With his stepdaughter Alex Polizzi moaning that leaving the EU hasn’t turned out as she’d imagined – “I was all for Brexit, but who the heck knew there had been so little preparation done?” asked The Hotel Inspector star – and at a bit of a loss for what to do since leaving the Charity Commission, William Shawcross finally has reason to be cheerful again.
The Old Etonian is Boris Johnson’s preferred candidate to take over from the studiously impartial Peter Riddell as Commissioner for Public Appointments. Shawcross may have begun life as left wing, writing books exposing, for instance, Richard Nixon’s covert bombing campaigns during the Vietnam war, but, at 75, he’s now firmly on the right, with a directorship at the neo-con Henry Jackson Society think tank, and, more recently a Policy Exchange fellowship to attest to this.
The Commissioner for Public Appointments oversees the allocation of senior jobs in over 300 government agencies and quangos, including in defence, health and social care, and the appointment is likely to cause concern. Shawcross has made no secret of his allegiance to Johnson, writing in 2019 that if he “saved” the nation from the EU, it would be “his finest hour”.
Mandrake has missed Michael Gove’s chatty “friend”, who pops up every now and again to recommend him for a job of one kind or another.
Always one to sense weakness in one of Gove’s cabinet colleagues, and mindful perhaps that being chancellor of the Duchy of Lancaster is a bit of a non-job, the “friend” was last heard of around Christmas frantically briefing what a great health secretary Gove would make. Undeterred that Sajid Javid was judged the more suitable replacement for Matt Hancock, the “friend” is now back, touting Gove’s hitherto unrecognised potential as foreign secretary.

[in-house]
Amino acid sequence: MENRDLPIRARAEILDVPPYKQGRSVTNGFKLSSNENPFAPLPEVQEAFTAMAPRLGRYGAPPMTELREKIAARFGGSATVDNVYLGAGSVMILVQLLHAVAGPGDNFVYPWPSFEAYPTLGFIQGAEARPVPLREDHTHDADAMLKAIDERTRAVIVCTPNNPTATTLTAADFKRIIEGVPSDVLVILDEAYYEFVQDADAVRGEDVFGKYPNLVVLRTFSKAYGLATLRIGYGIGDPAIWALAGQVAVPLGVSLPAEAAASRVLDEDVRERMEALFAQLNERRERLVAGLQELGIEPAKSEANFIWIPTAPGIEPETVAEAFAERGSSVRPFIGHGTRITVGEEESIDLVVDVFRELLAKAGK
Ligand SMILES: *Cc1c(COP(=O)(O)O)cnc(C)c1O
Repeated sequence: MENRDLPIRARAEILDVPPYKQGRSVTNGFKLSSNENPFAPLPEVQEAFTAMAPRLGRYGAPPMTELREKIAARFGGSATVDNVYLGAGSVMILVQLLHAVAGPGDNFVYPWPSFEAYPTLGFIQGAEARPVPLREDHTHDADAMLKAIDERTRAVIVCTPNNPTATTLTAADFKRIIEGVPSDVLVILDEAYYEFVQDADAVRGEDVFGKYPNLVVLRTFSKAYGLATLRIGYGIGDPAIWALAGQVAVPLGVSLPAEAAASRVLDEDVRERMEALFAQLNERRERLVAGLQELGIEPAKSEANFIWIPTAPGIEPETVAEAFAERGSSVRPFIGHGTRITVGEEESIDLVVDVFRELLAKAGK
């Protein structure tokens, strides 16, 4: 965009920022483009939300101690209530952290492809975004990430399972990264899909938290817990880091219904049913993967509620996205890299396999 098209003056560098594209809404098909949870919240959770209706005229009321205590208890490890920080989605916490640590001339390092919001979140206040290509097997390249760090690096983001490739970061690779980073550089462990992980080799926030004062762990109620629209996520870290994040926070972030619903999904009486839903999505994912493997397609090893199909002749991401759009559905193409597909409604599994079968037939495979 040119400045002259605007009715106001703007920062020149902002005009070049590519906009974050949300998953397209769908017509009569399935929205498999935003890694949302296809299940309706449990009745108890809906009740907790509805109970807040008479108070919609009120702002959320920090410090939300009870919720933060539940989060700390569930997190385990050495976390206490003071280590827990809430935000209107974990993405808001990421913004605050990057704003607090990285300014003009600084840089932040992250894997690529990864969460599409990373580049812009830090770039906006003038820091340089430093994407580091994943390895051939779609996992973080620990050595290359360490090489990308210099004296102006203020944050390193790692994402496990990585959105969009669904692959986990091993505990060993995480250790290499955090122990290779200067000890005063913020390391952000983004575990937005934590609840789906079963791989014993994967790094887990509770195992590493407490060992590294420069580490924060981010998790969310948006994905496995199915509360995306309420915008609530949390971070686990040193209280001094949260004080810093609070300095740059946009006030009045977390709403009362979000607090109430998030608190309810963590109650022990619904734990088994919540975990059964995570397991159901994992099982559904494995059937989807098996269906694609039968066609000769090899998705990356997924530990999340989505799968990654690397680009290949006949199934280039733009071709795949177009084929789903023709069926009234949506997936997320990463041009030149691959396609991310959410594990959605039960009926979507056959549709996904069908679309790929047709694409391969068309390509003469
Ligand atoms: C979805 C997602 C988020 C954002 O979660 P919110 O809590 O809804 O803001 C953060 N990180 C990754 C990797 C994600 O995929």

The “friend” tells Tim Shipman, his conduit of choice on the Sunday Times, that he has once again been privy to what’s been said at Cobra meetings. “When it came to the bigger picture of what [Afghanistan] might mean for foreign policy, Michael Gove seemed to have thought about it more than Dominic [Raab].”
That is, of course, not necessarily saying very much.
Dominic Raab may have been too busy to make calls about the plight of Afghans during his £1,000-a-night Crete holiday, but it would appear the beleaguered foreign secretary can always make time for the Daily Telegraph boss Aidan Barclay.
The latest, somewhat tardy details released about his schedule show he met Barclay – whose papers were stridently pushing for an early end to the lockdown – to discuss Covid-19 in May last year. He also discloses he met Amal Clooney, wife of George Clooney, in September 2019 “to discuss media freedom and her role as the FCO’s special envoy”.
Yet here is little to suggest that Raab has been working quite as tirelessly as he would like people to believe, holding only nine ministerial meetings with outsiders between July 2019, when he became head of the FCO, and June 2020, the last month for which information is available. Raab also got to meet Larisa Brown of the Sunday Times, who recently assured her readers that Raab has no intention of resigning over Afghanistan, and. more usefully, NATO’s secretary-general Jens Stoltenberg. Raab’s FCO minions picked up the slack, holding 26 meetings.
Only Zac Goldsmith and Liz Sugg fared worse than their boss, holding no meetings during the latest three-month disclosures.